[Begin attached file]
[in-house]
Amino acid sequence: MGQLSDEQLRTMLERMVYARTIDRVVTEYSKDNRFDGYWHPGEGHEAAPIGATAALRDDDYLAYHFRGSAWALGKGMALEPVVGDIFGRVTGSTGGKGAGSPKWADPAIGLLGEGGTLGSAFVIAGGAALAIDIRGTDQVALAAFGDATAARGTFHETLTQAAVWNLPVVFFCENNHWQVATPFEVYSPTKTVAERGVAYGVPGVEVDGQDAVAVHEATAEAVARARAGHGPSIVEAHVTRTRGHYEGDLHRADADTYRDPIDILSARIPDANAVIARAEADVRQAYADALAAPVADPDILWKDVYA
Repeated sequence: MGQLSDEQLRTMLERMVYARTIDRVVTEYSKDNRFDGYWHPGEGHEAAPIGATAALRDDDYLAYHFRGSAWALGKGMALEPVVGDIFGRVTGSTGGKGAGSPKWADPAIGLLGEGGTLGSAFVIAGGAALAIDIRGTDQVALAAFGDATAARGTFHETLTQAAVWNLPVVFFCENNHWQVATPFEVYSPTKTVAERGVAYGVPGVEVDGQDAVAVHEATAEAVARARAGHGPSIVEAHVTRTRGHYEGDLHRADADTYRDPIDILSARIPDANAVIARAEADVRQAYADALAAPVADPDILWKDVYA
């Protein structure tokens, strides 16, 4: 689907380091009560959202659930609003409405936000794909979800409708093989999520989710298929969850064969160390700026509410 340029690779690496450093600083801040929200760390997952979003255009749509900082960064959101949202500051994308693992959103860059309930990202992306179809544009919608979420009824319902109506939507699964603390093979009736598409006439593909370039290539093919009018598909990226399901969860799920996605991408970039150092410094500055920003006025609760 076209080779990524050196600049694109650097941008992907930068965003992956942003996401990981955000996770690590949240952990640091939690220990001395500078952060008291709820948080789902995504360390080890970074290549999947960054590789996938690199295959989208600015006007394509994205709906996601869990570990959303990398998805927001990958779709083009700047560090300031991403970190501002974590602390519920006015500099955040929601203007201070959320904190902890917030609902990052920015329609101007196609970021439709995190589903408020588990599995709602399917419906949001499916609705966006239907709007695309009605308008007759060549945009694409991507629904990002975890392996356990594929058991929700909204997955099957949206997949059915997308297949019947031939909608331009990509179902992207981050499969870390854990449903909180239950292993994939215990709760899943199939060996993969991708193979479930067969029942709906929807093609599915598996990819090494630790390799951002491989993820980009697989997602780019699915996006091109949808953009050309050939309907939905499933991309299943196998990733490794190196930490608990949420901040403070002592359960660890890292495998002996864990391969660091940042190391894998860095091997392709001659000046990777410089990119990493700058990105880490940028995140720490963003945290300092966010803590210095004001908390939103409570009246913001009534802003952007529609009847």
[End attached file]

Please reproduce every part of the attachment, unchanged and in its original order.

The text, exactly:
[in-house]
Amino acid sequence: MGQLSDEQLRTMLERMVYARTIDRVVTEYSKDNRFDGYWHPGEGHEAAPIGATAALRDDDYLAYHFRGSAWALGKGMALEPVVGDIFGRVTGSTGGKGAGSPKWADPAIGLLGEGGTLGSAFVIAGGAALAIDIRGTDQVALAAFGDATAARGTFHETLTQAAVWNLPVVFFCENNHWQVATPFEVYSPTKTVAERGVAYGVPGVEVDGQDAVAVHEATAEAVARARAGHGPSIVEAHVTRTRGHYEGDLHRADADTYRDPIDILSARIPDANAVIARAEADVRQAYADALAAPVADPDILWKDVYA
Repeated sequence: MGQLSDEQLRTMLERMVYARTIDRVVTEYSKDNRFDGYWHPGEGHEAAPIGATAALRDDDYLAYHFRGSAWALGKGMALEPVVGDIFGRVTGSTGGKGAGSPKWADPAIGLLGEGGTLGSAFVIAGGAALAIDIRGTDQVALAAFGDATAARGTFHETLTQAAVWNLPVVFFCENNHWQVATPFEVYSPTKTVAERGVAYGVPGVEVDGQDAVAVHEATAEAVARARAGHGPSIVEAHVTRTRGHYEGDLHRADADTYRDPIDILSARIPDANAVIARAEADVRQAYADALAAPVADPDILWKDVYA
């Protein structure tokens, strides 16, 4: 689907380091009560959202659930609003409405936000794909979800409708093989999520989710298929969850064969160390700026509410 340029690779690496450093600083801040929200760390997952979003255009749509900082960064959101949202500051994308693992959103860059309930990202992306179809544009919608979420009824319902109506939507699964603390093979009736598409006439593909370039290539093919009018598909990226399901969860799920996605991408970039150092410094500055920003006025609760 076209080779990524050196600049694109650097941008992907930068965003992956942003996401990981955000996770690590949240952990640091939690220990001395500078952060008291709820948080789902995504360390080890970074290549999947960054590789996938690199295959989208600015006007394509994205709906996601869990570990959303990398998805927001990958779709083009700047560090300031991403970190501002974590602390519920006015500099955040929601203007201070959320904190902890917030609902990052920015329609101007196609970021439709995190589903408020588990599995709602399917419906949001499916609705966006239907709007695309009605308008007759060549945009694409991507629904990002975890392996356990594929058991929700909204997955099957949206997949059915997308297949019947031939909608331009990509179902992207981050499969870390854990449903909180239950292993994939215990709760899943199939060996993969991708193979479930067969029942709906929807093609599915598996990819090494630790390799951002491989993820980009697989997602780019699915996006091109949808953009050309050939309907939905499933991309299943196998990733490794190196930490608990949420901040403070002592359960660890890292495998002996864990391969660091940042190391894998860095091997392709001659000046990777410089990119990493700058990105880490940028995140720490963003945290300092966010803590210095004001908390939103409570009246913001009534802003952007529609009847």